World

Abdul Numan Haider named as man shot dead after Australian police stabbed

Australian law enforcement officials have named the 18-year-old man who was shot dead after stabbing two officers from the Joint Counter Terrorism team outside a Melbourne police station Tuesday night.

Suspect had his passport cancelled, was allegedly seen last week in public with an ISIS flag

Facebook photos of Abdul Numan Haider, who was shot dead by police outside a Melbourne police station. (Facebook/ABC)

Australian law enforcement officials have named the 18-year-old man who was shot dead after stabbing two officers from the Joint Counter Terrorism team outside a Melbourne police station Tuesday night.

Abdul Numan Haider was the "person of interest" who had been expected to attend an interview at the Endeavour Hills Police Station when the incident occurred, senior law enforcement sources told Australian Broadcasting Corp.

Victoria Police Chief Commissioner Ken Lay said Haider, who was under investigation and had his passport cancelled, was allegedly seen last week with an Islamic State in Iraq and Syria flag.

A man who made threats against Australian Prime Minister Tony Abbott was killed Tuesday. Two Australian police officers were injured during the ordeal. (Lisa Maree Williams/Reuters)

"There's certainly information that he was present at the shopping centre in the last week or so with the flag that appeared to be an ISIS flag," Lay said.

"It's not an offence, but clearly it drew our attention to this person, and we had a conversation with this person."

Australian Prime Minister Tony Abbott condemned the recent attack by a young man thought to have been supporting the Islamic State group who had stabbed two Australian counterterrorism police officers in Melbourne.

"Obviously this indicates that there are people in our community who are capable of very extreme acts," Abbott said in a video message sent from Hawaii.

Abbott on his way to New York to attend a United Nations Security Council meeting on foreign fighters in Iraq and Syria, said he phoned the wives of two policemen injured in the incident to assure them of his government's support.

A forensic officer documents objects including a blanket at the scene of a fatal shooting at Endeavour Hills Police Station in Melbourne. (Julian Smith/AAP Image/The Associated Press)

Haider, whose family is from Afghanistan, had also been associated with the radical Islamic group called Al-Furqan.

It is understood he had recently moved away from the group.

Based in Springvale, an area of southeast Melbourne, associates of Al-Furqan were the targets of terrorism raids by Victoria Police and the Australian Federal Police in 2012.

Australian Federal Police (AFP) Acting Commissioner Andrew Colvin said authorities had been monitoring Haider for three months.

Disrupt and intervene

"A range of factors that gave us concern about possibly his intentions and what he may do, but again it wasn't specific," he said.

"I want to reinforce to everybody that police, as we did last week, take early action to disrupt and intervene when we need to.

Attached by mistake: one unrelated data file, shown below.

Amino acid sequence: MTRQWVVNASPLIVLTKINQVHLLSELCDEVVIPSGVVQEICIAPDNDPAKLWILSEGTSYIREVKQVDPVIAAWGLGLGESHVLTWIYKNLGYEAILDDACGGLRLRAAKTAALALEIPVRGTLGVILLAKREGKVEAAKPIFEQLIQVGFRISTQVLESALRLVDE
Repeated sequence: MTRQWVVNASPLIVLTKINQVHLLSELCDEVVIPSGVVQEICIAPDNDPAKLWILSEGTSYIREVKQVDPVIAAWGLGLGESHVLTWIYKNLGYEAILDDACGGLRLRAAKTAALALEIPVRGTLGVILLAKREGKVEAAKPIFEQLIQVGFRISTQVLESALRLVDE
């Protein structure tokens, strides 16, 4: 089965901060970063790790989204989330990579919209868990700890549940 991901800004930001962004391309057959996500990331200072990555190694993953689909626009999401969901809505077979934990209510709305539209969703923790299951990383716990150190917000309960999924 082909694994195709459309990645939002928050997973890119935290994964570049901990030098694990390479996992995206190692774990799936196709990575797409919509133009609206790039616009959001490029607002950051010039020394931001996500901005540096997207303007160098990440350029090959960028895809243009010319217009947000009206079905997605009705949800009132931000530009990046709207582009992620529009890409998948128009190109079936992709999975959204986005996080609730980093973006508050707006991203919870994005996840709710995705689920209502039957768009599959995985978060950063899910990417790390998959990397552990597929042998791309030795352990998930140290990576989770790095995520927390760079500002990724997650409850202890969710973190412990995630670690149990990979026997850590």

"On this occasion we made the decision that we needed to talk to him to understand a little more what his thoughts and motivations may be."

A close family friend of the Haider family, who did not want to be identified, said Haider's family had become increasingly concerned about his behaviour in recent months.

They had encouraged their son to seek professional help from a counsellor.

It is understood that authorities visited the family in May to discuss Haider's behaviour.

Family concerned

Tuesday night, Haider's mother and father tried to prevent their son from leaving the house over concerns for his safety.

Despite their attempts, Haider left his Narre Warren home to meet with members of the Joint Counter Terrorism team who had requested a meeting at the Endeavour Hills Police Station.

It is believed Haider called police when he arrived at the station and told them he did not want to meet them inside the police station.

The two officers then went out to meet Haider and the altercation occurred.

Lay said Haider attacked a police officer who tried to shake his hand outside the station, and then stabbed another officer, about 7:40 p.m. local time on Tuesday.

"When our police members have approached this young man, one's extended his hand to shake his hand and the response has been he's been stabbed in the arm," he said.

Shot and killed

"The attacker then turned on the second police member and stabbed him three or four times in the body and in the head.

"The first wounded member has then shot and killed the young man."

One of the injured officers is from the AFP and the other is a Victoria Police member, they were both rushed to hospital.

Lay said both police officers required surgery.

ABC has been told that Haider had made threats against the prime minister, but Colvin said no specific threats were made.

"This is early stages of an investigation …. What I will say is and what I can be very confident on is there were no specific threats made," he said.

With files from The Associated Press

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